Interview with Author Greta van der Rol
Today, I have the privilege of interviewing Greta van der Rol, who is the author of A Matter of Trust. Greta loves writing action-packed adventures with a side salad of romance. Most of her work is space opera, but she has written paranormal and historical fiction.
Greta lives not far from the coast in Queensland, Australia and enjoys photography and cooking when she isn’t bent over the computer. She has a degree in history and a background in building information systems, both of which go a long way toward helping her in her writing endeavours.
Please welcome Greta to the EverydayFangirl blog!
1) What does the title, A Matter of Trust signify?
In A Matter of Trust, trust is the theme of the story. Princess Amira finds that those she expects to trust, fail her. Help comes from unlikely sources.
2) Do the names of the characters in your novel have some sort of significance or importance to you? If so, give a few examples…
Not really. I needed an alien name for the Admiral. Ul-Mellor sounds a little bit different, but it’s still pronounceable. (Unlike something like Admiral Tr’ch-szkry – I’m not sure why authors use unpronounceable names for aliens.)
3) What prompted you to write in this genre and who or what inspired you to?
I’ve read and enjoyed SF for most of my life, usually the ‘hard’ variety by writers like Arthur C. Clarke and Isaac Asimov. When Star Trek and (even more so) Star Wars arrived, I thought I could write fast-paced, fun stories like those – only with a bit better science. And a bit more romance.
4) What are the most important attributes to remaining sane as a writer and do your characters reflect some of these attributes?
I think you have to write for yourself and develop a thick skin. Not everyone will like your work. Let’s face it, there are plenty of writers whose work leaves me cold, some quite famous and successful. Like Dan Brown and Terry Brookes. Why should I be immune?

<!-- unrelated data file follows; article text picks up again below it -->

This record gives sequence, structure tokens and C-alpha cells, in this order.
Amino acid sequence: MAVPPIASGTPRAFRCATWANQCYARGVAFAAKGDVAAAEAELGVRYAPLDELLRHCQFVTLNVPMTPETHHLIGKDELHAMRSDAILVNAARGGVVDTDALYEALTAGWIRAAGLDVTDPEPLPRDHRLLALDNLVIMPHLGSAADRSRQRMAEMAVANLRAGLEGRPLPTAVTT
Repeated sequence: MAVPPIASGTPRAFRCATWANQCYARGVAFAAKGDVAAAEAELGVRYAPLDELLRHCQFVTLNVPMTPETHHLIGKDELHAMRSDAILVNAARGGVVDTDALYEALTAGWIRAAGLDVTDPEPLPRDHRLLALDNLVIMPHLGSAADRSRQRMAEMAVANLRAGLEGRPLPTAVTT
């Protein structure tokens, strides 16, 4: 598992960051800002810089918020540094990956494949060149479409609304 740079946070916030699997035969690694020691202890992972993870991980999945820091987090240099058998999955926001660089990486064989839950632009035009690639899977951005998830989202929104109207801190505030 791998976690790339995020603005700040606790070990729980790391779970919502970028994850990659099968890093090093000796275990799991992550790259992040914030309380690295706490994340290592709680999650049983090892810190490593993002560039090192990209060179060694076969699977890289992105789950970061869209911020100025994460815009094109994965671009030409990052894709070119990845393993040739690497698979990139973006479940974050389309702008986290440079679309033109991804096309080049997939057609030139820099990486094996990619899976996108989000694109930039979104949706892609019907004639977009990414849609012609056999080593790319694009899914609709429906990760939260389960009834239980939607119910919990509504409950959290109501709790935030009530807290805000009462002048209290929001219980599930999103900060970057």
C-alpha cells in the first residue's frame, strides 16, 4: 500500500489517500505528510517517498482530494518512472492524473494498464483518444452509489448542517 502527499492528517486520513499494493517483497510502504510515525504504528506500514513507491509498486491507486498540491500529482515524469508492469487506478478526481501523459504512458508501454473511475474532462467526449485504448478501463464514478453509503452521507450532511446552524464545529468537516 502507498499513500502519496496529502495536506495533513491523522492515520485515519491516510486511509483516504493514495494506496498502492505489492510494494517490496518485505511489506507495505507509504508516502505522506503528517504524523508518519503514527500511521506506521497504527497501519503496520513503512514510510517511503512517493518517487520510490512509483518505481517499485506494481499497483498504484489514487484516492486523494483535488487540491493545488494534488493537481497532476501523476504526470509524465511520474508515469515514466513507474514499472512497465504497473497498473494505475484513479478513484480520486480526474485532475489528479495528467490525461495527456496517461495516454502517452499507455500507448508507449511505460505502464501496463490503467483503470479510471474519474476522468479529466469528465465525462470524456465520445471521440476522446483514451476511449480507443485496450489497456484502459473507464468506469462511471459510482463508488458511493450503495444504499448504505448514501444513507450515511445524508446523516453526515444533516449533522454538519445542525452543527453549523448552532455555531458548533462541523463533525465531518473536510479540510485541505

I think Admiral Ul-Mellor has had to develop a thick skin and do things his way. He’s an alien in a human society. Because of his appearance – jet black skin and red eyes – he’s called the Demon Admiral. He has attracted plenty of prejudice, but he has risen above his detractors and achieved his position because he’s very good at what he does.
5) What kind of research did you have to do for this novel that was different from other types of writing that you have done before?
Any space opera combines science with a certain amount of fantasy. In this particular novel the spaceships are atmosphere capable, as in Star Wars. I don’t do that in any of my other SF books. In those, big ships stay in space in orbit or at space stations, and small shuttles or space elevators are used for the journey to the ground. Since this particular story started off life as a fan fic, it also has a few intelligent alien species. I don’t normally do that, either. I’m sure there’s heaps of life out there, but intelligent, space-faring life will be rare. I have intelligent aliens in my Ptorix Empire stories – but those aliens are not at all humanoid. In A Matter of Trust, Ul-Mellor is a Jort – but I make it clear that Jorts are descended from humans, with only a few differences in DNA. So I guess what I’m saying is that I didn’t have to do any special research for this novella. It was great fun to write.
6) What makes you laugh?
Clever British humour, in particular the late, great Ronnie Barker. The antics of animals. Fine weather. The beach.
7) What makes you cry?
Cruelty to animals. Deforestation. Pollution in the sea.
Greta THANK YOU for taking the time to coming over and answering my questions! It was fantastic having you stop on by!
Thanks for having me. It’s been fun!
A Matter of Trust
Will the Demon Admiral protect her from her family?
Princess Amira is ready to start a new life after the death of her husband, but that doesn’t include marrying the man her father picks out for her. Pursued by his agents, she races across the galaxy in a desperate search for a safe haven. Amid simmering tensions at the edge of the Empire, Amira renews her acquaintance with Imperial Admiral Ul-Mellor. Although his detractors call him the Demon Admiral, Amira finds him intelligent, articulate, and very attractive.
But Ul-Mellor is not human and Amira is a princess – far above Ul-Mellor’s status on his home world. He and Amira will have to overcome a gulf of cultural and class differences if they’re to turn their mutual attraction into a relationship. And what will Ul-Mellor do when faced with a choice – Amira or his hard-won commission?
Read an excerpt http://www.wattpad.com/story/14461185-a-matter-of-trust
You can find out more about Greta van der Rol and A Matter of Trust by visiting any of the following sites: